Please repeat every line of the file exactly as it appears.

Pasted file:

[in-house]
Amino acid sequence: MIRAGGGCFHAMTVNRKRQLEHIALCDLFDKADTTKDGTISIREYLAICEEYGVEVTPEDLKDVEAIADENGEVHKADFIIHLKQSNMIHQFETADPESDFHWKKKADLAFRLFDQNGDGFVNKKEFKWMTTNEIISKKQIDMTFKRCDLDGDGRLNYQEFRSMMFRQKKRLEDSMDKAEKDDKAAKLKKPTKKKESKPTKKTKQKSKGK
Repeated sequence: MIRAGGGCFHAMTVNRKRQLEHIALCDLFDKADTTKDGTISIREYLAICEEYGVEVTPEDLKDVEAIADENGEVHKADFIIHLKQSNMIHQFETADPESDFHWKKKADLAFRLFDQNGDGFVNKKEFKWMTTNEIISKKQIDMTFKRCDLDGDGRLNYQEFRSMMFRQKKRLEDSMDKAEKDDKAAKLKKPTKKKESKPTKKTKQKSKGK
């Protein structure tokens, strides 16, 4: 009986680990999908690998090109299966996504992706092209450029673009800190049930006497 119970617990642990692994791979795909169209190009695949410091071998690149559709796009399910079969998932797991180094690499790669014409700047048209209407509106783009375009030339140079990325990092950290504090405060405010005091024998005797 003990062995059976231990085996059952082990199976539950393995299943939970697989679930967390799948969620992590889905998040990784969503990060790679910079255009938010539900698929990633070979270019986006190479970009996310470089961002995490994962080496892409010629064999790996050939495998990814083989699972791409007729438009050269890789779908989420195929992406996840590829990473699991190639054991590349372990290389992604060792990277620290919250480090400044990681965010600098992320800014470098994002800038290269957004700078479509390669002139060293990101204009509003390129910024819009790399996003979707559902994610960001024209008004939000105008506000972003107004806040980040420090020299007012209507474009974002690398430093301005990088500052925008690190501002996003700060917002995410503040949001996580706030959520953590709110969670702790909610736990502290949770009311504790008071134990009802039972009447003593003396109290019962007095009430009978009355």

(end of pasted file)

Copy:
[in-house]
Amino acid sequence: MIRAGGGCFHAMTVNRKRQLEHIALCDLFDKADTTKDGTISIREYLAICEEYGVEVTPEDLKDVEAIADENGEVHKADFIIHLKQSNMIHQFETADPESDFHWKKKADLAFRLFDQNGDGFVNKKEFKWMTTNEIISKKQIDMTFKRCDLDGDGRLNYQEFRSMMFRQKKRLEDSMDKAEKDDKAAKLKKPTKKKESKPTKKTKQKSKGK
Repeated sequence: MIRAGGGCFHAMTVNRKRQLEHIALCDLFDKADTTKDGTISIREYLAICEEYGVEVTPEDLKDVEAIADENGEVHKADFIIHLKQSNMIHQFETADPESDFHWKKKADLAFRLFDQNGDGFVNKKEFKWMTTNEIISKKQIDMTFKRCDLDGDGRLNYQEFRSMMFRQKKRLEDSMDKAEKDDKAAKLKKPTKKKESKPTKKTKQKSKGK
């Protein structure tokens, strides 16, 4: 009986680990999908690998090109299966996504992706092209450029673009800190049930006497 119970617990642990692994791979795909169209190009695949410091071998690149559709796009399910079969998932797991180094690499790669014409700047048209209407509106783009375009030339140079990325990092950290504090405060405010005091024998005797 003990062995059976231990085996059952082990199976539950393995299943939970697989679930967390799948969620992590889905998040990784969503990060790679910079255009938010539900698929990633070979270019986006190479970009996310470089961002995490994962080496892409010629064999790996050939495998990814083989699972791409007729438009050269890789779908989420195929992406996840590829990473699991190639054991590349372990290389992604060792990277620290919250480090400044990681965010600098992320800014470098994002800038290269957004700078479509390669002139060293990101204009509003390129910024819009790399996003979707559902994610960001024209008004939000105008506000972003107004806040980040420090020299007012209507474009974002690398430093301005990088500052925008690190501002996003700060917002995410503040949001996580706030959520953590709110969670702790909610736990502290949770009311504790008071134990009802039972009447003593003396109290019962007095009430009978009355």